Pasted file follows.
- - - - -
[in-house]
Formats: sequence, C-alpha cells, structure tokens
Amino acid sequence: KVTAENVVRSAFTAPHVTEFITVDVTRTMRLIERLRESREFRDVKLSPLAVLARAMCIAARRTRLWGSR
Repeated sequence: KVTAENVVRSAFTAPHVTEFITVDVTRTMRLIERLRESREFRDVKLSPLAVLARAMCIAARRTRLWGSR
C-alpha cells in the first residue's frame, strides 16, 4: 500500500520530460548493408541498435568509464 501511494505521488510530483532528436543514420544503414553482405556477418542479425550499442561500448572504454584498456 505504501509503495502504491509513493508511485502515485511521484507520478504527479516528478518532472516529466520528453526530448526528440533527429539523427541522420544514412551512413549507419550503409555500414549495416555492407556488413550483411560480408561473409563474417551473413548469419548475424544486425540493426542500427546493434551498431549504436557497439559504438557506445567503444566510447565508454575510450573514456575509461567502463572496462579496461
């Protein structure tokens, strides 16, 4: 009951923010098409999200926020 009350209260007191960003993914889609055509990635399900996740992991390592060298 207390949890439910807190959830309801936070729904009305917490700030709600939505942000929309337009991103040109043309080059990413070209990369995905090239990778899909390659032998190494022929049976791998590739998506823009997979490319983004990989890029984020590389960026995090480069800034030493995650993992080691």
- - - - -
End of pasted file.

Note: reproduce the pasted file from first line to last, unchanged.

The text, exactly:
[in-house]
Formats: sequence, C-alpha cells, structure tokens
Amino acid sequence: KVTAENVVRSAFTAPHVTEFITVDVTRTMRLIERLRESREFRDVKLSPLAVLARAMCIAARRTRLWGSR
Repeated sequence: KVTAENVVRSAFTAPHVTEFITVDVTRTMRLIERLRESREFRDVKLSPLAVLARAMCIAARRTRLWGSR
C-alpha cells in the first residue's frame, strides 16, 4: 500500500520530460548493408541498435568509464 501511494505521488510530483532528436543514420544503414553482405556477418542479425550499442561500448572504454584498456 505504501509503495502504491509513493508511485502515485511521484507520478504527479516528478518532472516529466520528453526530448526528440533527429539523427541522420544514412551512413549507419550503409555500414549495416555492407556488413550483411560480408561473409563474417551473413548469419548475424544486425540493426542500427546493434551498431549504436557497439559504438557506445567503444566510447565508454575510450573514456575509461567502463572496462579496461
């Protein structure tokens, strides 16, 4: 009951923010098409999200926020 009350209260007191960003993914889609055509990635399900996740992991390592060298 207390949890439910807190959830309801936070729904009305917490700030709600939505942000929309337009991103040109043309080059990413070209990369995905090239990778899909390659032998190494022929049976791998590739998506823009997979490319983004990989890029984020590389960026995090480069800034030493995650993992080691």